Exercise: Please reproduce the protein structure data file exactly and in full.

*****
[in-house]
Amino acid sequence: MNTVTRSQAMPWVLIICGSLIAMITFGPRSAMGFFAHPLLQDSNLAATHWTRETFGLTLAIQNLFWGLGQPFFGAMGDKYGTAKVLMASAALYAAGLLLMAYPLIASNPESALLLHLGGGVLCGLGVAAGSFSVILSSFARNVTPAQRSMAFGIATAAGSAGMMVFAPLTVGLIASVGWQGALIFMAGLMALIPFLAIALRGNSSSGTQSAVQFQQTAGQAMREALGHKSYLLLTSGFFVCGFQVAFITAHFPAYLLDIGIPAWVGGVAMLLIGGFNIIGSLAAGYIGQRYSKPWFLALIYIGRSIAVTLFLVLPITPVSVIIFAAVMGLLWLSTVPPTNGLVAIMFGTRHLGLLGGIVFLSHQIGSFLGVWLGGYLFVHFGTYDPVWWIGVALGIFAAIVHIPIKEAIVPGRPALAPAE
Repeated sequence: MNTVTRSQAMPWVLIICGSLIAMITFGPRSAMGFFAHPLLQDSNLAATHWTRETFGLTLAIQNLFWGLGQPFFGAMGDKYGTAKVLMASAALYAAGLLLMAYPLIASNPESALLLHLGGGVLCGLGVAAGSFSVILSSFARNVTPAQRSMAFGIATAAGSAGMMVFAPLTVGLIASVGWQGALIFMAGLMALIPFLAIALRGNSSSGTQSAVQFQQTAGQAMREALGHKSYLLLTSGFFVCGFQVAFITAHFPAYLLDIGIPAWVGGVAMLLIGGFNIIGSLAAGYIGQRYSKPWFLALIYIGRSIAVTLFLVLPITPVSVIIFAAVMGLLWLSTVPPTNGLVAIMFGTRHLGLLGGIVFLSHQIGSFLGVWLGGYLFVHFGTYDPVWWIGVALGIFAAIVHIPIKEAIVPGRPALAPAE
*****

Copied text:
[in-house]
Amino acid sequence: MNTVTRSQAMPWVLIICGSLIAMITFGPRSAMGFFAHPLLQDSNLAATHWTRETFGLTLAIQNLFWGLGQPFFGAMGDKYGTAKVLMASAALYAAGLLLMAYPLIASNPESALLLHLGGGVLCGLGVAAGSFSVILSSFARNVTPAQRSMAFGIATAAGSAGMMVFAPLTVGLIASVGWQGALIFMAGLMALIPFLAIALRGNSSSGTQSAVQFQQTAGQAMREALGHKSYLLLTSGFFVCGFQVAFITAHFPAYLLDIGIPAWVGGVAMLLIGGFNIIGSLAAGYIGQRYSKPWFLALIYIGRSIAVTLFLVLPITPVSVIIFAAVMGLLWLSTVPPTNGLVAIMFGTRHLGLLGGIVFLSHQIGSFLGVWLGGYLFVHFGTYDPVWWIGVALGIFAAIVHIPIKEAIVPGRPALAPAE
Repeated sequence: MNTVTRSQAMPWVLIICGSLIAMITFGPRSAMGFFAHPLLQDSNLAATHWTRETFGLTLAIQNLFWGLGQPFFGAMGDKYGTAKVLMASAALYAAGLLLMAYPLIASNPESALLLHLGGGVLCGLGVAAGSFSVILSSFARNVTPAQRSMAFGIATAAGSAGMMVFAPLTVGLIASVGWQGALIFMAGLMALIPFLAIALRGNSSSGTQSAVQFQQTAGQAMREALGHKSYLLLTSGFFVCGFQVAFITAHFPAYLLDIGIPAWVGGVAMLLIGGFNIIGSLAAGYIGQRYSKPWFLALIYIGRSIAVTLFLVLPITPVSVIIFAAVMGLLWLSTVPPTNGLVAIMFGTRHLGLLGGIVFLSHQIGSFLGVWLGGYLFVHFGTYDPVWWIGVALGIFAAIVHIPIKEAIVPGRPALAPAE